Good marketing + great content = success

I recently watched ‘The King’s Speech’ at my local independent cinema and walked away feeling very happy. The film was wonderful! It was brilliantly performed, very well directed and beautifully shot, capturing the atmosphere and the feel of England in the 1920’s & 30’s perfectly.

But I can’t help but feel that without the promotional backing from its makers the film might not have gained the same success it is currently finding during the early part of the awards season. ‘The King’s Speech’ is an exceptionally accomplished film, and yet it is not your conventional ‘Hollywood blockbuster’. I’ve seen many other British, indie-inspired films struggle – particularly in the multiplexes – when they’ve gone head-to-head with big name, star-driven US movies. But ‘The Kings Speech’ has proved to be a big hit – both in Britain and abroad.

First of all, it’s worth briefly looking at some of the tactics the studios used to promote ‘The King’s Speech’:


I first heard positive murmurings about ‘The King’s Speech’ back in the autumn as the film was gaining plaudits at film festivals both in the UK and overseas. The film continued to gain a lot of exposure on movie podcasts, television and in the press over the last few months with positive word-of-mouth being fully exploited. A lot of buzz was generated as a result of Colin Firth’s excellent performance as well as the story behind the film itself (the writer of the original stage play suffered a stammer).


As with all modern movie posters nowadays,  the poster wasn’t particularly imaginative but got the main points across – clear photos of the lead actors, strapline and clear typography. The absence of critical endorsements was slightly puzzling as a British historical drama isn’t a money-making guarantee (in comparison to aliens or slap-stick comedy, for example).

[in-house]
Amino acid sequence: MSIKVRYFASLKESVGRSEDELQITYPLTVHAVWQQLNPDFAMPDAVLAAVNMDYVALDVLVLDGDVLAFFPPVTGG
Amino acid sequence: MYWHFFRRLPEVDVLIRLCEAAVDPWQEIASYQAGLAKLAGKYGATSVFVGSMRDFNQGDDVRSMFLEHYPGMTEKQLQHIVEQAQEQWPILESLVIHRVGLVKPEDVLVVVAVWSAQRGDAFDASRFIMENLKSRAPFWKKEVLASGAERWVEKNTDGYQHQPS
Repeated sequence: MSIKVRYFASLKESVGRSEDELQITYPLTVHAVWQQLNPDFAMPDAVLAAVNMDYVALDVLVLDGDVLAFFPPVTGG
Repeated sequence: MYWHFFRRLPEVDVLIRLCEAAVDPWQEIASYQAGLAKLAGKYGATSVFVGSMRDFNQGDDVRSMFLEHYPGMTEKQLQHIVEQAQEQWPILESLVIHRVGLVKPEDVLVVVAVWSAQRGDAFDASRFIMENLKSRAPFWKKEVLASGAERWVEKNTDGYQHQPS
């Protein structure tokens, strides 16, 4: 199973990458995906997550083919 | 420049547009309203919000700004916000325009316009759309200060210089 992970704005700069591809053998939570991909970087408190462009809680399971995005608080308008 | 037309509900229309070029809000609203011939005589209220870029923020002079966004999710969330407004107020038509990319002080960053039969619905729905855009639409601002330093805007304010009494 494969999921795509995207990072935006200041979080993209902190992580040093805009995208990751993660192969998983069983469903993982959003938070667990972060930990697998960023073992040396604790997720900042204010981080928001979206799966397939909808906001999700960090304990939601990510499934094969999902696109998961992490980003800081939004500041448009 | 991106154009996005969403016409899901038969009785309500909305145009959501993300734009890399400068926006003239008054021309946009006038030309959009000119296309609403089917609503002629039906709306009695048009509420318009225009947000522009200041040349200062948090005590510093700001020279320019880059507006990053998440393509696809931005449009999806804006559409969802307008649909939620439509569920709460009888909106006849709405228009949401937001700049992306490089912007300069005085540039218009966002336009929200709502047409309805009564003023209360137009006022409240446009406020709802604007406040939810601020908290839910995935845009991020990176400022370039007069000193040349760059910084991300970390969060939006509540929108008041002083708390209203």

There wasn’t a great deal of online promotion. The film’s official website is pretty basic and there wasn’t an official Facebook or Twitter presence to promote the movie. Instead, ‘The King’s Speech’ was promoted through the studio’s page and feeds.


Although not particularly inventive, the film’s trailers demonstrated both the funny and serious aspects of the film and clearly showcases the wonderful performances from all the lead actors. The trailer does its job – sums up the best parts of the movie and builds anticipation on the back of the positive word-of-mouth that has already been generated.

Overall, the marketing campaign for ‘The King’s Speech’ was solid, if unremarkable. However, the campaign successfully raised awareness and made great use of the positive word-of-mouth that followed the film’s earlier showings at film festivals.  Even so, the marketers job was made a lot easier because the product was so good. Marketing is key, and without it the film would have surely floundered. But ‘The King’s Speech’ would not have been the success story it currently is without being a truly great film. Regardless of the promotion and the amount of ‘noise’ created, without great content the attention will only last so long. Good marketing builds interest – but you need a great product to really make it count in the long-term.

This can be applied to anything – blog posts, magazines, theatre or sport. If the content isn’t up to scratch, you’ll be found wanting. You can only blag it for so long!

I would like to say ‘thank you’ to Chris Thilk, who’s blog post on ‘The King’s Speech’ provided inspiration and information for my blog post.


One Response to “Good marketing + great content = success”

  1. Tweets that mention Good marketing + great content = success « Gavin's Blog -- Says:

    […] This post was mentioned on Twitter by Gavin Llewellyn, Gavin Llewellyn. Gavin Llewellyn said: 'The Kings Speech' leads the Oscar nominations – and deservedly so. Good marketing attracted people to a great film […]

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